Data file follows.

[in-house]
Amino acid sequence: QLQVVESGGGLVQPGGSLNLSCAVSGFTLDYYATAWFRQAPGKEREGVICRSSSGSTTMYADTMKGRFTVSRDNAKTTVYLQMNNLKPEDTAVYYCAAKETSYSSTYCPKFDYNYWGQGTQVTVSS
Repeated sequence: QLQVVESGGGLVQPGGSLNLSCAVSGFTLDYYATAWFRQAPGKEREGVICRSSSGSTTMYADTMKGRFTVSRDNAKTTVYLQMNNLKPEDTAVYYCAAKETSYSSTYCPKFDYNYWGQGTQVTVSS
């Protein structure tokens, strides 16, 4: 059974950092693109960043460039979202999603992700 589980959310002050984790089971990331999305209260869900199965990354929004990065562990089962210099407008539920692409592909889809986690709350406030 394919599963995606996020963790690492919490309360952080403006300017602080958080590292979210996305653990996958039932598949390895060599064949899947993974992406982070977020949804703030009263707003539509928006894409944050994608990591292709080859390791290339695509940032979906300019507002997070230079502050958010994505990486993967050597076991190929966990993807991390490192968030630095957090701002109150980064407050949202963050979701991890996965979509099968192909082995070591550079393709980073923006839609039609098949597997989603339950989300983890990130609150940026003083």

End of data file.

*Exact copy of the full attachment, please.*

[in-house]
Amino acid sequence: QLQVVESGGGLVQPGGSLNLSCAVSGFTLDYYATAWFRQAPGKEREGVICRSSSGSTTMYADTMKGRFTVSRDNAKTTVYLQMNNLKPEDTAVYYCAAKETSYSSTYCPKFDYNYWGQGTQVTVSS
Repeated sequence: QLQVVESGGGLVQPGGSLNLSCAVSGFTLDYYATAWFRQAPGKEREGVICRSSSGSTTMYADTMKGRFTVSRDNAKTTVYLQMNNLKPEDTAVYYCAAKETSYSSTYCPKFDYNYWGQGTQVTVSS
């Protein structure tokens, strides 16, 4: 059974950092693109960043460039979202999603992700 589980959310002050984790089971990331999305209260869900199965990354929004990065562990089962210099407008539920692409592909889809986690709350406030 394919599963995606996020963790690492919490309360952080403006300017602080958080590292979210996305653990996958039932598949390895060599064949899947993974992406982070977020949804703030009263707003539509928006894409944050994608990591292709080859390791290339695509940032979906300019507002997070230079502050958010994505990486993967050597076991190929966990993807991390490192968030630095957090701002109150980064407050949202963050979701991890996965979509099968192909082995070591550079393709980073923006839609039609098949597997989603339950989300983890990130609150940026003083």